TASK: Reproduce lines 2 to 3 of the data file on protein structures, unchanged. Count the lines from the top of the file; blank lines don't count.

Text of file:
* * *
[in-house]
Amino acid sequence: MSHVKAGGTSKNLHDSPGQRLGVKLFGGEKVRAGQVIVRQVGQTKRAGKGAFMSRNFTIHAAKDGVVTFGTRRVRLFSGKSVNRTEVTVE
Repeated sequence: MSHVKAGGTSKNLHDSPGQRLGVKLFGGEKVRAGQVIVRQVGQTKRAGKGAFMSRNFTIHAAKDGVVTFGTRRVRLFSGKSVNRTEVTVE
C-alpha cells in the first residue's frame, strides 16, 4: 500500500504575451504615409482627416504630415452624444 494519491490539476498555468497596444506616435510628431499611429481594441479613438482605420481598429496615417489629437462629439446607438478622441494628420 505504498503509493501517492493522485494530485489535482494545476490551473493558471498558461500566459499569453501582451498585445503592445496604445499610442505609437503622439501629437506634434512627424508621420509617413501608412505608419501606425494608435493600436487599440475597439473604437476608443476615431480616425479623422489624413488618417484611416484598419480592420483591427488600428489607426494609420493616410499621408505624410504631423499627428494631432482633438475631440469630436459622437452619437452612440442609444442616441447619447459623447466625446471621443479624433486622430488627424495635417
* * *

Amino acid sequence: MSHVKAGGTSKNLHDSPGQRLGVKLFGGEKVRAGQVIVRQVGQTKRAGKGAFMSRNFTIHAAKDGVVTFGTRRVRLFSGKSVNRTEVTVE
Repeated sequence: MSHVKAGGTSKNLHDSPGQRLGVKLFGGEKVRAGQVIVRQVGQTKRAGKGAFMSRNFTIHAAKDGVVTFGTRRVRLFSGKSVNRTEVTVE